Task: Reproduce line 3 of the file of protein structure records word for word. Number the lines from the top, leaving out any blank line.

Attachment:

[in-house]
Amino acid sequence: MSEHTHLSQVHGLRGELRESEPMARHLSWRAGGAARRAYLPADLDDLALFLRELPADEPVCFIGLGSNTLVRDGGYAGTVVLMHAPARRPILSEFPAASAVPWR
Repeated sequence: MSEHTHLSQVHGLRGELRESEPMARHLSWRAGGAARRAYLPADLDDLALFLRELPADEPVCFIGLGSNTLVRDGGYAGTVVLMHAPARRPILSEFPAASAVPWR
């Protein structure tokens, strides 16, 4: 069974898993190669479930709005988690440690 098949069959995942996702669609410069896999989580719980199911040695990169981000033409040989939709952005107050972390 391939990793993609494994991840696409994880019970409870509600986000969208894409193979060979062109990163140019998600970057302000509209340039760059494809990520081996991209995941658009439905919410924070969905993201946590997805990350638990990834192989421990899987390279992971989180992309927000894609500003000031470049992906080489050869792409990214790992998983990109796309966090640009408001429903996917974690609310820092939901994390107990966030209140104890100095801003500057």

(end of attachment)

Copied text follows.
Repeated sequence: MSEHTHLSQVHGLRGELRESEPMARHLSWRAGGAARRAYLPADLDDLALFLRELPADEPVCFIGLGSNTLVRDGGYAGTVVLMHAPARRPILSEFPAASAVPWR